Lawrence chiropractor censured, fined $4,000 for fraudulent COVID-19 advertising | News, Sports, Jobs

photo by: Screen capture/Kansas Reflector

Lawrence chiropractor Amelia Rodrock was fined $4,000, publicly censured and ordered to complete 24 hours of continuing education for making false claims in March 2020 about thwarting COVID-19.

TOPEKA — The Kansas Board of Healing Arts issued a public censure and $4,000 fine against a Lawrence chiropractor who urged potential clients early in the pandemic to “get adjusted” by a chiropractor to improve prospects of surviving COVID-19.

Chiropractor Amelia Rodrock also agreed by signing the joint consent order with the KBHA to complete 24 hours of supplemental continuing education concentrated on the ethics of advertising on social media.

KBHA documents say the regulatory board established that Rodrock violated state law in March 2020 by attempting to solicit clients through use of fraudulent or false advertising. Her online pitch for delivery of services of a chiropractor was likely to “deceive, defraud or harm the public,” KBHA said.

Rodrock attracted attention by asserting in Facebook posts that people had a better chance of living through the Spanish flu in 1918 if they were treated by a chiropractor rather than by a physician.

photo by: Screen Shot from Facebook page of Rodrock Chiropractic, Lawrence

This post, shared on March 13, 2020, on the Facebook page of Rodrock Chiropractic, states that people should see a chiropractor to increase their chances of survival from coronavirus. The Kansas Chiropractic Association, however, states that chiropractic adjustments will not prevent infection nor cure a patient with COVID-19.

In the early stages of the COVID-19 pandemic, she said, Kansans should “definitely” come to her clinic if worried about getting sick. She said treatment by a chiropractor could improve a person’s nervous system and make the immune system respond better against COVID-19. She suggested people get healthy through adjustments by a chiropractor before “s* hits the fan” amid the pandemic.

In addition to chiropractic adjustments, she urged people to consume high-dose vitamin C and elderberry, as well as echinacea, a coneflower sometimes promoted as a dietary supplement for the common cold.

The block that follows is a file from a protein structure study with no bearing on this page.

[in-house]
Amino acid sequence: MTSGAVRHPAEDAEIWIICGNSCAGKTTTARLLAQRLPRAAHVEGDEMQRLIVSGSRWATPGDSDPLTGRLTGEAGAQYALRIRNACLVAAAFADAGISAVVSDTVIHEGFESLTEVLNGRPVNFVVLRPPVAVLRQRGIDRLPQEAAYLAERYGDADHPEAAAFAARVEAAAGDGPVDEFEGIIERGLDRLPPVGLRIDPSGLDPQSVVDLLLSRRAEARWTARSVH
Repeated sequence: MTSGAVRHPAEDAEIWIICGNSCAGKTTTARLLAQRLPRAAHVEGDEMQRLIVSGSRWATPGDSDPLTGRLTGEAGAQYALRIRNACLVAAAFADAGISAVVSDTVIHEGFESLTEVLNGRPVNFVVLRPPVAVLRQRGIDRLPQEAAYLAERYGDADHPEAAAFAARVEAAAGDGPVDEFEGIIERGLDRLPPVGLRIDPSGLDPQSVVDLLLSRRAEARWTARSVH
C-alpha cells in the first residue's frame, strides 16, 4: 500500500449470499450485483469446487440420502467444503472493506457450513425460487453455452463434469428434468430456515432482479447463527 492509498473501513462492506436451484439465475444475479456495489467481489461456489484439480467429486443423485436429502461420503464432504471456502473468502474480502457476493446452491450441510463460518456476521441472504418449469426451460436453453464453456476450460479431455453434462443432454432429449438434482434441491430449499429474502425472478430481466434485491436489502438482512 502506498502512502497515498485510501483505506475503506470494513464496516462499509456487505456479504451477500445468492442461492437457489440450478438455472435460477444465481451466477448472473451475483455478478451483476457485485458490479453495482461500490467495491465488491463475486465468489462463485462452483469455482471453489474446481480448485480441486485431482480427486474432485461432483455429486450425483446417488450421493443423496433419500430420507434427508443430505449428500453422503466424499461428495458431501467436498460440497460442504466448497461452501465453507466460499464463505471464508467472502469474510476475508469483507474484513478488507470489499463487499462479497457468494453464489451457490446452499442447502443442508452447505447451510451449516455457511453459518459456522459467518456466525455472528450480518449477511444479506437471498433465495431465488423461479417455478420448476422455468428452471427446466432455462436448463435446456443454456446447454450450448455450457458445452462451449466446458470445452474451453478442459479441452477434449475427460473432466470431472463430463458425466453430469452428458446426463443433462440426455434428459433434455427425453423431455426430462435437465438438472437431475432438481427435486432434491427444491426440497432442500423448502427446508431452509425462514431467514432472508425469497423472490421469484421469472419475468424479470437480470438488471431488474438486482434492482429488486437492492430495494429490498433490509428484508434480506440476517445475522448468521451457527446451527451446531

Rodrock, a graduate of Cleveland Chiropractic College, did include a recommendation that people ill with the coronavirus seek treatment of a medical doctor. No vaccine for COVID-19 existed at that time.

“Maybe we don’t need to be as scared as we are,” she advised, while including an image within the online post that said people ought to “see a chiropractor to increase your chances of survival from coronavirus.”

On Wednesday, the Kansas Department of Health and Environment reported that Kansas had documented 382,850 cases of COVID-19 linked to 13,063 hospitalizations and 5,693 fatalities. That was an increase in Kansas since Friday of 5,727 infections, 141 hospitalizations and 63 deaths.

In a separate online video posted in March 2020, Rodrock said she was disappointed that the Lawrence Journal-World wrote the initial article raising questions about her thoughts on interventions by chiropractors in the pandemic. Reportedly, a Lawrence physician brought Rodrock’s claims to the attention of the newspaper.

Rodrock stepped back in the follow-up video from her earlier claim about surviving COVID-19, declaring “none of us really know” how to effectively deal with coronavirus.

“I’m just really fired up right now that, one, a medical doctor in the community would have the audacity to be a jerk and contact the Lawrence Journal-World saying that I’m spreading misinformation. Super not cool, medical doctor,” Rodrock said on the second video.

At that time, KDHE officials discouraged Kansans from relying on chiropractor visits to quell COVID-19. KDHE recommended people engage in social distancing, wear masks and wash their hands until researchers completed work on vaccines.

Rodrock was initially licensed by the state of Kansas in December 2013. Her license was renewed in December 2020. She signed the consent order settling the case with the Board of Healing Arts in May, but the KBHA didn’t complete work on the order until Aug. 16.

Instead of a censure, KBHA could have chosen to reprimand Rodrock or to limit, suspend or revoke her license.

— Tim Carpenter reports for Kansas Reflector.